Declaration of Independence

We hold these truths to be self-evident, that all men are created equal, that they are endowed by their Creator with certain unalienable Rights, that among these are Life, Liberty and the pursuit of Happiness. - That to secure these rights, Governments are instituted among Men, deriving their just powers from the consent of the governed.

Tuesday, September 30, 2014

Interesting Information

                At the 1972 Olympics in Munich, Germany, some Palestinian terrorists from a group known as Black September took eleven Israeli athletes and coaches hostage and killed them.  When Jim McKay, an ABC sportscaster, got the news, he reported it in a “simple, unadorned way.”  “When I was a kid, my father used to say, `Our greatest hopes and our worst fears are seldom realized.’  Our worst fears have been realized tonight.  They have now said there were eleven hostages; two were killed in their rooms yesterday morning, nine were killed at the airport tonight [in a botched rescue attempt].  They’re all gone.”  The story is told in a movie entitled “Munich.”

                The terrorist attack was an attempt to force Israel to release 234 Palestinian prisoners.   “Five of the eight terrorists were killed by police officers during a failed rescue attempt.  The three surviving attackers were captured, but later released by West Germany following the hijacking of a Lufthansa airliner.  Israel responded to the killers’ release with Operation `Spring of Youth’ and Operation `Wrath of God,’ during which Israeli intelligence agency Mossad and special forces systematically tracked down and killed Palestinians suspected of involvement in the massacre.”

                Juval (Yuval) Aviv  apparently was in charge of the revenge operations.  He is “an Israeli-American security consultant and writer.  He may be best known for his work with Mossad, the Israeli intelligence service, and for having conducted the counter-terrorist operations as detailed by George Jonas in his novel, Vengeance:  The True Story of an Israeli Counter-Terrorist Team (1984).  Since 2003, Aviv has published four books related to security, two of which address notable mysteries.  He writes under the nom-de-plume of Sam Green.
                “Vengeance was adapted twice as films, which attracted considerable attention to Aviv and his role with Mossad….”

                An interesting email is making the rounds about Juval Aviv and his predictions about future but imminent terrorist attacks on the United States.  According to these claims are not true.  Aviv was however probably involved in the revenge attacks as a member of Mossad.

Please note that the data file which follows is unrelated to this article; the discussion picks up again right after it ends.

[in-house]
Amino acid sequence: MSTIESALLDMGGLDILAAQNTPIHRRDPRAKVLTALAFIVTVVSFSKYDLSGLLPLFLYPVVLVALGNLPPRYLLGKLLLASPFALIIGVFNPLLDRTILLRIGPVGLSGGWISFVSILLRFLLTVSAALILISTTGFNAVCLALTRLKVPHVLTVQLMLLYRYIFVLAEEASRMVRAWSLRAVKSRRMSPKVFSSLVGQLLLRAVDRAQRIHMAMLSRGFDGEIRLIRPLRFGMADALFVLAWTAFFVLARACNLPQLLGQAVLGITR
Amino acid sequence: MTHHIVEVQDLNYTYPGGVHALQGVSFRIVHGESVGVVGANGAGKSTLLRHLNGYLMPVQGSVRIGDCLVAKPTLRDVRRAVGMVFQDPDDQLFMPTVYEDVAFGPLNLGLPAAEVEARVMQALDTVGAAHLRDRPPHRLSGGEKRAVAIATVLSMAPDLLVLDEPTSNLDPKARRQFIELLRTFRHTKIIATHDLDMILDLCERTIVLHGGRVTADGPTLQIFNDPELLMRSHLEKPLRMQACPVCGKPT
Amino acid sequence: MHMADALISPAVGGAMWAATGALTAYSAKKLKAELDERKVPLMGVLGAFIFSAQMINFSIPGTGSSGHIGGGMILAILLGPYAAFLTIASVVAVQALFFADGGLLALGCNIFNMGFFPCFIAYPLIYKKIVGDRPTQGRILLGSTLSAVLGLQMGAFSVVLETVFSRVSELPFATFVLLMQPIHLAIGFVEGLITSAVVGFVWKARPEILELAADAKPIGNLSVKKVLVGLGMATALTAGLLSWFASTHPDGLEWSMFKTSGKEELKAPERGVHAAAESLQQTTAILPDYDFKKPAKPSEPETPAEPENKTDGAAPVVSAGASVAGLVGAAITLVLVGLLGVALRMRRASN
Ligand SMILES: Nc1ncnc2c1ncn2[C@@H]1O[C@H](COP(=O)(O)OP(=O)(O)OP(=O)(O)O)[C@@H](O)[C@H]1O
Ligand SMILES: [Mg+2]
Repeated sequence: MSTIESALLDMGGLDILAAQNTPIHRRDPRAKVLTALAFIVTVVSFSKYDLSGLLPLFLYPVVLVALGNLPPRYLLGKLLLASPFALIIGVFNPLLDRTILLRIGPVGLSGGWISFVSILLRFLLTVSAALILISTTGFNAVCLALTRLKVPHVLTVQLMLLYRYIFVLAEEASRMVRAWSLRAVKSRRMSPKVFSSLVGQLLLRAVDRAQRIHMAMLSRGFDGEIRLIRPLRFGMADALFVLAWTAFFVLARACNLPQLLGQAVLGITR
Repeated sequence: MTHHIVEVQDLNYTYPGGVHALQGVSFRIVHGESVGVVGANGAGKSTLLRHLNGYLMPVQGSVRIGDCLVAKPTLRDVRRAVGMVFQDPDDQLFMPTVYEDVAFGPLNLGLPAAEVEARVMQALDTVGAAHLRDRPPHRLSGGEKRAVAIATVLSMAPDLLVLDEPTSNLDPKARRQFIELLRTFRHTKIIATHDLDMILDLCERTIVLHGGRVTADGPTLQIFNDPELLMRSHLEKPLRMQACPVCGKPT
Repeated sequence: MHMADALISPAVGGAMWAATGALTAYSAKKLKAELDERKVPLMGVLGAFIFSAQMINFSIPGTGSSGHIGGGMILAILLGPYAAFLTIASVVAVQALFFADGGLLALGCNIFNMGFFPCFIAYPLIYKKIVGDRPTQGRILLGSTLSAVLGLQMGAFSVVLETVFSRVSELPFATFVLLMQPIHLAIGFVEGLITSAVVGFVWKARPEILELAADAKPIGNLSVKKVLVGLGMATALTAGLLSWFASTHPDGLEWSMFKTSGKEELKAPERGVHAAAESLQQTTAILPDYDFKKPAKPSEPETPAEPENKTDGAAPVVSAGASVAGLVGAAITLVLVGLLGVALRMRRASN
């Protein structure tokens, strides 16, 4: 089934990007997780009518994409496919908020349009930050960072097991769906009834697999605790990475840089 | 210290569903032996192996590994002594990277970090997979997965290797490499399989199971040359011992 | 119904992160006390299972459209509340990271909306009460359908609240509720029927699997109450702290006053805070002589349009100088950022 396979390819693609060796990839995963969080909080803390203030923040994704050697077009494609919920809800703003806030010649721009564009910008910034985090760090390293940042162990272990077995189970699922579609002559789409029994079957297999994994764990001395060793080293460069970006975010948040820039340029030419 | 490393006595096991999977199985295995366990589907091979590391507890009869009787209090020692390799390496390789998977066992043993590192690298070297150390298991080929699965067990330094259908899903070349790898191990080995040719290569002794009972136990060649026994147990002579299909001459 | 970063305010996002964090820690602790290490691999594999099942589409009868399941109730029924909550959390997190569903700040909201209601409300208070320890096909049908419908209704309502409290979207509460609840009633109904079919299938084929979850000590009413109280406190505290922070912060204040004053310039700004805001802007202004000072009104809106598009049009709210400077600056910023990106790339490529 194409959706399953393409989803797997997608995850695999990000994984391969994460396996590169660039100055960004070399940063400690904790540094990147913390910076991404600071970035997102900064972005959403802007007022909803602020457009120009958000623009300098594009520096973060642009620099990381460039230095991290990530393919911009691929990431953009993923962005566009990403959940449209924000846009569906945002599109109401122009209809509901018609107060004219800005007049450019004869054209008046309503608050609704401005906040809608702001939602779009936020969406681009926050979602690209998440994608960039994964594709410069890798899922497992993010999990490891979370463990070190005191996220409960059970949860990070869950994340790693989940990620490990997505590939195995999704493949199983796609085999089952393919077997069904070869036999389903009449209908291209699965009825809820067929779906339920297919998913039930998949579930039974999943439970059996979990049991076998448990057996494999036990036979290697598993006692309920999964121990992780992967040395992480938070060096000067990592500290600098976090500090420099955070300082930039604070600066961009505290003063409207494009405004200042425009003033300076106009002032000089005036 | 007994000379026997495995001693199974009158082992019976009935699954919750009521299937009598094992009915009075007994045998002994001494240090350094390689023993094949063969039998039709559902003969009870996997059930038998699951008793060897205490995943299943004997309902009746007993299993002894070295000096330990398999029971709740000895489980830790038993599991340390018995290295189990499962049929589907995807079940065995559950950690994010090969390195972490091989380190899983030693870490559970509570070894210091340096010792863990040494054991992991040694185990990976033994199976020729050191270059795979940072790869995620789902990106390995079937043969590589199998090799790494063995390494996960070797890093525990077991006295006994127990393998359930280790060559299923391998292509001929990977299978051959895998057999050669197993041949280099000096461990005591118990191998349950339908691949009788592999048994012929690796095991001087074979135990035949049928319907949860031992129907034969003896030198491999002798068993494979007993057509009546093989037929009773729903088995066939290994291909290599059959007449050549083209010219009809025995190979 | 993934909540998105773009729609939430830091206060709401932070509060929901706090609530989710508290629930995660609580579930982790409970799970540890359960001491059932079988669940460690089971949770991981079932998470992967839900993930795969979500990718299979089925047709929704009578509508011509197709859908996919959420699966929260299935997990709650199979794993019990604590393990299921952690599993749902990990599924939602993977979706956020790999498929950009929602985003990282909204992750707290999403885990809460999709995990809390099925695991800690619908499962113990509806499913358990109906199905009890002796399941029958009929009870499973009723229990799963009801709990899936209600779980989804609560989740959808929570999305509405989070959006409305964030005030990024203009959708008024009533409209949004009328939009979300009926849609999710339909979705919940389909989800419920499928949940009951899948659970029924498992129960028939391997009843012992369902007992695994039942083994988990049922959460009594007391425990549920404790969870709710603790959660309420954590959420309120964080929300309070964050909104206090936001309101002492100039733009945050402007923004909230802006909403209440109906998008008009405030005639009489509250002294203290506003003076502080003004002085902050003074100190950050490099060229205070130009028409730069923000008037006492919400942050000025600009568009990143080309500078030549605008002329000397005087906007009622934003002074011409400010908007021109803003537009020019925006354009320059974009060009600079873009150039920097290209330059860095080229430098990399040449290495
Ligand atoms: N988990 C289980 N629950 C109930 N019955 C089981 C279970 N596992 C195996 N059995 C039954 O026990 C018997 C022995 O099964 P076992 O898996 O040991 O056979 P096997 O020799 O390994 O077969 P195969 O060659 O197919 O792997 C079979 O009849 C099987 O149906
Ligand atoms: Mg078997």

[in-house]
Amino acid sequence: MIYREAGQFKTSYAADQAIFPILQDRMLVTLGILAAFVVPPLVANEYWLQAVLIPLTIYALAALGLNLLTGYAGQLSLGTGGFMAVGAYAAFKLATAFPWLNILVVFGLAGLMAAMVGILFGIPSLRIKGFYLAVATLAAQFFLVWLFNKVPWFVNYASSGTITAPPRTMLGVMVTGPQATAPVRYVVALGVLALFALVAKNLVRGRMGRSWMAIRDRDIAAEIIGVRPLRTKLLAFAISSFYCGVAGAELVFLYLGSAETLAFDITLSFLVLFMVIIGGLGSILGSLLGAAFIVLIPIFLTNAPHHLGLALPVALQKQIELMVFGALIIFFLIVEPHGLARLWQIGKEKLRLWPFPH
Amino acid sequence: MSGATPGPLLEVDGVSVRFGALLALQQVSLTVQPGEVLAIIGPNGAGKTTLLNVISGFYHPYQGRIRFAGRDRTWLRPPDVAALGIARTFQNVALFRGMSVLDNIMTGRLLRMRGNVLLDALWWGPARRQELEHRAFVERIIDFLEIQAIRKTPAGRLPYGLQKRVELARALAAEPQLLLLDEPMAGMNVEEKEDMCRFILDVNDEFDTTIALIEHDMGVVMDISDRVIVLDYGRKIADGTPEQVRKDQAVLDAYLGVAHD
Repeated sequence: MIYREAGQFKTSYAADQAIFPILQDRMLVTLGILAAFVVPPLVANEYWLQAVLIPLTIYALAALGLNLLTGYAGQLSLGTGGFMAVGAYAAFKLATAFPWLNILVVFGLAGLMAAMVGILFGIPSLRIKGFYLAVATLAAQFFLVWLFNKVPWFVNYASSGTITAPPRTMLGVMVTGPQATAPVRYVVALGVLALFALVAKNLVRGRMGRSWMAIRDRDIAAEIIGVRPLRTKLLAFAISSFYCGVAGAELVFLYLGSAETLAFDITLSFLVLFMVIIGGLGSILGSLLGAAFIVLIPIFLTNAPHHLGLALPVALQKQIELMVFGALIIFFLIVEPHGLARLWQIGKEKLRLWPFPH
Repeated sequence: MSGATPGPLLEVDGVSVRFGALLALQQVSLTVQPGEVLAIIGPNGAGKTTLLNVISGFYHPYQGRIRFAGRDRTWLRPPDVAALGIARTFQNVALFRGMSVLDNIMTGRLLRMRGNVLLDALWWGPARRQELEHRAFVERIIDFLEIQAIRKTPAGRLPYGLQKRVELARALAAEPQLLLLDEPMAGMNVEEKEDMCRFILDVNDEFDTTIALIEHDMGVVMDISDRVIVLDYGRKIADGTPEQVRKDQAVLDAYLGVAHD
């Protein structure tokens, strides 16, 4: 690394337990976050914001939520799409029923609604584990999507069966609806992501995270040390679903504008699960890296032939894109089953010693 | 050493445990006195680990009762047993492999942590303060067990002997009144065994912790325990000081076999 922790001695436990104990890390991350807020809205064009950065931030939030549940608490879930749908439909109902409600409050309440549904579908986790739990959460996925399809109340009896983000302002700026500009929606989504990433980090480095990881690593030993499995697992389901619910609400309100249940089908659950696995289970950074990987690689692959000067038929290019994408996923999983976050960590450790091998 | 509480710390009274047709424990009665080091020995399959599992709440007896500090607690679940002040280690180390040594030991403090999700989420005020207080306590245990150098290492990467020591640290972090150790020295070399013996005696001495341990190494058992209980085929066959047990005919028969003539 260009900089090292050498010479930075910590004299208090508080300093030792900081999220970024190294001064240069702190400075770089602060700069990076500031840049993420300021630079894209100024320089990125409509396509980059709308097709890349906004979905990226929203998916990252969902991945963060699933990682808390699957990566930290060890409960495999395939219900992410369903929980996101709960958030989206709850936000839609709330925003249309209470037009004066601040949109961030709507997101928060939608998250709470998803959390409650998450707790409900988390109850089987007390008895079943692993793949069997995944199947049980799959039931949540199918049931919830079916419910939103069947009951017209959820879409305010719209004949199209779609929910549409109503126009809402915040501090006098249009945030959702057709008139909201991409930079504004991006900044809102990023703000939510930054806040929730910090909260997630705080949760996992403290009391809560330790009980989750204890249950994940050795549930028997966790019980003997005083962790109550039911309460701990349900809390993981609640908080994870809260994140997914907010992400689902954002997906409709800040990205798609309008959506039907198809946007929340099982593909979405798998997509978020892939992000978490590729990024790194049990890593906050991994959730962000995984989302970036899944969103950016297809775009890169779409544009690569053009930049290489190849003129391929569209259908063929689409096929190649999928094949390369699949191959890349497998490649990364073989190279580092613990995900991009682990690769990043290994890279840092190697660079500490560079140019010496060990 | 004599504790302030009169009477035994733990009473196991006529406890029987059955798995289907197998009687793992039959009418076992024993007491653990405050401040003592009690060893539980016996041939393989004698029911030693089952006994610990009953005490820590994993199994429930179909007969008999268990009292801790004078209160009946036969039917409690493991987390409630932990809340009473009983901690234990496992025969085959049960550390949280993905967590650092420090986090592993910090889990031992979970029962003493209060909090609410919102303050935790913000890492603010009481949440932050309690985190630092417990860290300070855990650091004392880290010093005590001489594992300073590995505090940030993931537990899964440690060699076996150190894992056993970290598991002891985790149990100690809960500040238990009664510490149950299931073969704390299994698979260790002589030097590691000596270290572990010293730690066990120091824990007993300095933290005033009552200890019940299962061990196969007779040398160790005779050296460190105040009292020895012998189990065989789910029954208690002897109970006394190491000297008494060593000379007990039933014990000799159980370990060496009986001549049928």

A good history lesson could be learned from watching the movie about the terrorist attack (“Munich”) and the 1986 TV movie Sword of Gideon based on Vengeance. The entire experience illustrates why those who hate Jews should learn that nobody messes with Israel and prospers.

Monday, September 29, 2014

Walter Whitman

                Walter “Walt” Whitman was born on May 31, 1819 in West Hills, Town of Huntington, Long Island, New York.  His parents were Walter and Louisa Van Velsor Whitman and followed the Quaker beliefs.  Walter was called Walt in order to distinguish him from his father.  He was the second of nine children and one of seven sons. 

                Walt was four years old when the family moved from West Hills to Brooklyn; they moved numerous times due to bad investments.  “Whitman looked back on his childhood as generally restless and unhappy, given his family’s difficult economic status.  One happy moment that he later recalled was when he was lifted in the air and kissed on the cheek by the Marquis de Lafayette during a celebration in Brooklyn on July 4, 1825.”

                Whitman finished his formal schooling at age 11 and then sought employment in order to help his family financially.  He worked as an office boy for two attorneys; he then worked as an apprentice and printer’s devil at the Patriot, a newspaper edited by Samuel E. Clements in Long Island, and learned about setting type and printing.  He worked for another printer the next year.  

                Whitman was a poet, an essayist, a journalist, a teacher, a government clerk, and a volunteer nurse during the Civil War.  He also began publishing his poetry.  He was a “humanist” and “was a part of the transition between transcendentalism and realism, incorporating both views in his works.  Whitman is among the most influential poets in the American canon, often called the father of free verse….
                “… Early in his career, he also produced a temperance novel, Franklin Evans (1842).  Whitman’s major work, Leaves of Grass, was first published in 1855 with his own money.  The work was an attempt at reaching out to the common person with an American epic.  He continued expanding and revising it until his death in 1892.  After a stroke towards the end of his life, he moved to Camden, New Jersey, where his health further declined.  He died at age 72 on March 26, 1892, in Camden, New Jersey."

                The source said that “His funeral became a public spectacle” but gave no reason why.  It may have been sexuality (homosexual or bisexual?) or his politics (opposition to slavery) or his writings.

Sunday, September 28, 2014

Not Between States